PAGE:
Answer to the Monday Mystery

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You didn’t think I’d just hand you guys a full-body shot of a common insect family, did you? Of course not. I am far too clever. The mystery insect, believe it or not, is not a mutillid. Instead, it’s this thing:

Chyphotes sp. (Nevada, USA)

Points are awarded as follows: 2 each to Piotr Naskrecki & Guillaume D for a virtual tie for order, and 8 to “µ” for the correct genus and family. One complicating factor is that this animal is variously placed in Bradynobaenidae or Chyphotidae (see discussion here). Thus, I’m also awarding 4 points to George Waldren for being the first to mention Chyphotidae.

Why isn’t this animal a velvet ant (Mutillidae)? The obvious character is that the prothorax is separate and freely articulated from the remainder of the tagma. In mutillids, the thorax  is fused into a single unmoving shield. In less technical terms, our Chyphotes isn’t a velvet ant because she’s got a strong crease in the middle body segment.

Recent genetic data (Debevec et al 2012) suggest that similarities between the two wingless wasps may just be convergence:

Figure 2 from Debevec et al (2012) shows a maximum likelihood phylogram generated from 4 molecular loci. This arrangement suggests a distant relationship of Chyphotes (yellow) to Mutillidae (pink). Also note the paraphyly of Bradynobaenidae and Mutillidae.

Paraphyly or no, we have arrived at the end of the month. Our monthly winner is Guillaume D., who accumulated 10 points over the course of the month to narrowly edge out Julio Chaúl’s 9 points. Congratulations, Guillaume, email me for your loot!

 


source:
Debevec, A. H., Cardinal, S., Danforth, B. N. (2012). Identifying the sister group to the bees: a molecular phylogeny of aculeata with an emphasis on the superfamily Apoidea. Zoologica Scripta 41: 527-535.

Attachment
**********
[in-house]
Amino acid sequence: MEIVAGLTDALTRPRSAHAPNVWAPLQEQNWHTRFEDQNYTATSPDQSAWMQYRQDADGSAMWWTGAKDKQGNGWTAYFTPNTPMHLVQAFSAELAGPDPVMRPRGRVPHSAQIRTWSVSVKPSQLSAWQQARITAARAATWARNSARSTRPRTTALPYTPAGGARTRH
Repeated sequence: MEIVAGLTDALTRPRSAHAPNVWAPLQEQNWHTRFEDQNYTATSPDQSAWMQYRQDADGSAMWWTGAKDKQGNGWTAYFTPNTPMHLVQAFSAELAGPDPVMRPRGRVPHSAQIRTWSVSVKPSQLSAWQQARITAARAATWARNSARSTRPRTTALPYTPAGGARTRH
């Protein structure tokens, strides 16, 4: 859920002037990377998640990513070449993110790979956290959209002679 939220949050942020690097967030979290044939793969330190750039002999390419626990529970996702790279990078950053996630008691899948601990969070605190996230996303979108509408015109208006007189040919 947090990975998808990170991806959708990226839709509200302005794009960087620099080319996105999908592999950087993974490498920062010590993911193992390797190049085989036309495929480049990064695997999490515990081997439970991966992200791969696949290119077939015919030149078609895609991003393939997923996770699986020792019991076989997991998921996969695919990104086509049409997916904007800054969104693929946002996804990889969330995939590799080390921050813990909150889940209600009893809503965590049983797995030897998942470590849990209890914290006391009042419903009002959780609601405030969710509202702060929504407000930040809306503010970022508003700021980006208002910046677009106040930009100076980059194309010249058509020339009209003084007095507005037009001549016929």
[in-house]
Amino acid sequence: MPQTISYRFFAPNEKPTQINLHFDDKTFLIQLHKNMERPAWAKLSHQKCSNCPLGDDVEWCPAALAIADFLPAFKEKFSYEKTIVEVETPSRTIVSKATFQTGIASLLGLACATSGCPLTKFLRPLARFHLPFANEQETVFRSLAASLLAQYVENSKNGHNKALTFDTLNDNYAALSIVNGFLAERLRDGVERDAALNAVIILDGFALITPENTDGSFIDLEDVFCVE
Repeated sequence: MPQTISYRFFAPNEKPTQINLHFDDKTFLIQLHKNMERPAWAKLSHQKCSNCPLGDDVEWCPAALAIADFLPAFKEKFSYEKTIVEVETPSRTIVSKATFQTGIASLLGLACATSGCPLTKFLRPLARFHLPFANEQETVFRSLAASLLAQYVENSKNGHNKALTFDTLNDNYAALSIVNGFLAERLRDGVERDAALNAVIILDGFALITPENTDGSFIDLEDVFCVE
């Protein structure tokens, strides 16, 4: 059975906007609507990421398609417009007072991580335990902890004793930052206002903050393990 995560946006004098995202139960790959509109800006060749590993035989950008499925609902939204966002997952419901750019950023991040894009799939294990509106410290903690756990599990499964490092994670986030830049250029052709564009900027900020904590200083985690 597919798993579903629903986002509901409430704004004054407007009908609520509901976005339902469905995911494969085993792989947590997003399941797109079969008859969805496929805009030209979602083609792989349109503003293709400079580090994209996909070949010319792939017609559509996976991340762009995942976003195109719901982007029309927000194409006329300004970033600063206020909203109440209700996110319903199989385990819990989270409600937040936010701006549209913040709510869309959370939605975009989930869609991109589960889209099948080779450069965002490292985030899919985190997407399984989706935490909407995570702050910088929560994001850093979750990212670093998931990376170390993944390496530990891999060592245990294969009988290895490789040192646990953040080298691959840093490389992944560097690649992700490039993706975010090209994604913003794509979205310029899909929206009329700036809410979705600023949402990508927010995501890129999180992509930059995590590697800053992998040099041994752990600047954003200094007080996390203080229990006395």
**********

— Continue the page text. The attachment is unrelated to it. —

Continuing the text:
4 thoughts on “Answer to the Monday Mystery”

  1. I was surprised to learn that we aren’t even completely sure what their hosts are; apparently they might feed on Solifugae(!)

  2. It’s certainly been a long long time since I studied university level entomology and genetics and I have no memory or understanding of the term ‘paraphyly’ but I would like to know why the very distinctive group commonly known as ants/formicidae seem to be just another wasp family in figure 2 above?

    1. Good question, KMS. The placement of ants among the wasps is actually one of the least surprising results of the study. Taxonomists have known for some time, based on morphology, that ants are just highly modified vespoid wasps.

      While the placement of ants within vespoid wasps may seem odd when looking at workers, it may start making more sense when you consider the (usually) less modified males:

      http://www.alexanderwild.com/Ants/Natural-History/Male-Ants/9403446_jXdK9S

  3. Marc "Teleutotje" Van der Stappen

    For me, it isn’t a surprise that ants are a “group” of wasps but more the sister-group of the ants surprised me, totally different then I imagined…

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